Sunday, 29 September 2013

Jane Austen Quote of the Week 248

Alan Rickman as my favourite Col. Brandon from Sense & Sensibility 1995

 I was looking for a quote about friendship just now when I was attracted to the bold quote below. I found it here; the expanded quote is from Pemberley. From Sense & Sensibility, Chapter 31, when my dear Colonel Brandon (the Alan Rickman version in my head) visited Elinor after Marianne received the horrible letter from Willoughby:

"I met Mrs. Jennings in Bond Street," said he, after the first salutation, "and she encouraged me to come on; and I was the more easily encouraged, because I thought it probable that I might find you alone, which I was very desirous of doing. My object -- my wish -- my sole wish in desiring it -- I hope, I believe it is -- is to be a means of giving comfort; -- no, I must not say comfort -- not present comfort -- but conviction, lasting conviction to your sister's mind. My regard for her, for yourself, for your mother -- will you allow me to prove it, by relating some circumstances, which nothing but a very sincere regard -- nothing but an earnest desire of being useful -- -. I think I am justified -- though where so many hours have been spent in convincing myself that I am right, is there not some reason to fear I may be wrong?" He stopped.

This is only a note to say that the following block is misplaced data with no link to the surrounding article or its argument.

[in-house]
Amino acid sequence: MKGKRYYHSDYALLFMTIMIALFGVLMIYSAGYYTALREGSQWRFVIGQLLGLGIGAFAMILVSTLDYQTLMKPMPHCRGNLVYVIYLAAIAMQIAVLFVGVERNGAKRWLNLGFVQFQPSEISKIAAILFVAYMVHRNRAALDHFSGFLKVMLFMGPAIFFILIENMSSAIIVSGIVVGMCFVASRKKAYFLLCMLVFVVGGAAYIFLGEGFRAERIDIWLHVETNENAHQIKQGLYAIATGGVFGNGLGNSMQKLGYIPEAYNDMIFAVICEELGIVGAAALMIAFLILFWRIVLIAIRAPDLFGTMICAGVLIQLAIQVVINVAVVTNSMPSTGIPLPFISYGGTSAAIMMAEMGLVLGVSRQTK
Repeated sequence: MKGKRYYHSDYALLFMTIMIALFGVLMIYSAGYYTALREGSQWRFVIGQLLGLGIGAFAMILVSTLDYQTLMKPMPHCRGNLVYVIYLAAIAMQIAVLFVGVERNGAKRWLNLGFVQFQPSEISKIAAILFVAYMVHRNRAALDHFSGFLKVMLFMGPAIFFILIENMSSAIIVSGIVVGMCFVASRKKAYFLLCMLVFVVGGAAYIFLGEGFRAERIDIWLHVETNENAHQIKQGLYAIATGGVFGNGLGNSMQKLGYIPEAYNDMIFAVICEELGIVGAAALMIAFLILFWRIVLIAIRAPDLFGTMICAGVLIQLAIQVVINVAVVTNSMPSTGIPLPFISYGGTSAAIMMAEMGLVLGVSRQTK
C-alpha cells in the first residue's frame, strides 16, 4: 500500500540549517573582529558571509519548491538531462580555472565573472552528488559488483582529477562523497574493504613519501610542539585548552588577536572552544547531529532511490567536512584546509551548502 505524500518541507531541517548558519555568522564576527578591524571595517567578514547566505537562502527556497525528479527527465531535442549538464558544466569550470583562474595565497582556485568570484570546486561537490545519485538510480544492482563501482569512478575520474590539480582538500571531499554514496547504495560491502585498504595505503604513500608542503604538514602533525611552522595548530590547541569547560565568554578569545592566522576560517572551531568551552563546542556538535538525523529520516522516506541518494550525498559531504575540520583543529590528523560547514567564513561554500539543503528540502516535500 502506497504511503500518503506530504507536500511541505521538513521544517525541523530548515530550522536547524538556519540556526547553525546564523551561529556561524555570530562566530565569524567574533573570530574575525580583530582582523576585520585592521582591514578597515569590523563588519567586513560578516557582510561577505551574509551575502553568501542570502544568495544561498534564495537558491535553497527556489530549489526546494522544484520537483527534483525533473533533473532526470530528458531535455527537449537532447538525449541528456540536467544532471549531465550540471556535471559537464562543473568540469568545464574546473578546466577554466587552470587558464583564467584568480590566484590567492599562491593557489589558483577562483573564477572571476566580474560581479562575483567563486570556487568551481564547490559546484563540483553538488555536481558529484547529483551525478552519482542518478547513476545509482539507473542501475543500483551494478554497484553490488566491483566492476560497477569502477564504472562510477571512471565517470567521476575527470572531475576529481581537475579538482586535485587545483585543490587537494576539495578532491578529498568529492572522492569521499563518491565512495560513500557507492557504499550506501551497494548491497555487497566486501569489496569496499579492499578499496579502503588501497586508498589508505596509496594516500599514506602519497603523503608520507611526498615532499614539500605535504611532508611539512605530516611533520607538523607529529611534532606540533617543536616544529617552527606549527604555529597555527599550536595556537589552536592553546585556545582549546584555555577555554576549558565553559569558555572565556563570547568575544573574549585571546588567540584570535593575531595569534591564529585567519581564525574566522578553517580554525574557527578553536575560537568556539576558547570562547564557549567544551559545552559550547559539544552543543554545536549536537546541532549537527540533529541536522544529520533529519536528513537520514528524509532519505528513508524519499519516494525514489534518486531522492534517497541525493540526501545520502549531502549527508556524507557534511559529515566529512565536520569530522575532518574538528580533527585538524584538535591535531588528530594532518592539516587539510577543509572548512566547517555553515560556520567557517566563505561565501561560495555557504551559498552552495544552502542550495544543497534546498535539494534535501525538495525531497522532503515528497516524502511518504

"I understand you," said Elinor. "You have something to tell me of Mr. Willoughby, that will open his character farther. Your telling it will be the greatest act of friendship that can be shewn Marianne. My gratitude will be insured immediately by any information tending to that end, and hers must be gained by it in time. Pray, pray let me hear it." 

While we know it was the right thing for Brandon to disclose Willoughby's secrets, Brandon's words did leave me wondering. I hope I will remember it whenever I find myself trying so hard to prove that I'm right. I could be right, but who knows, I could be wrong too...

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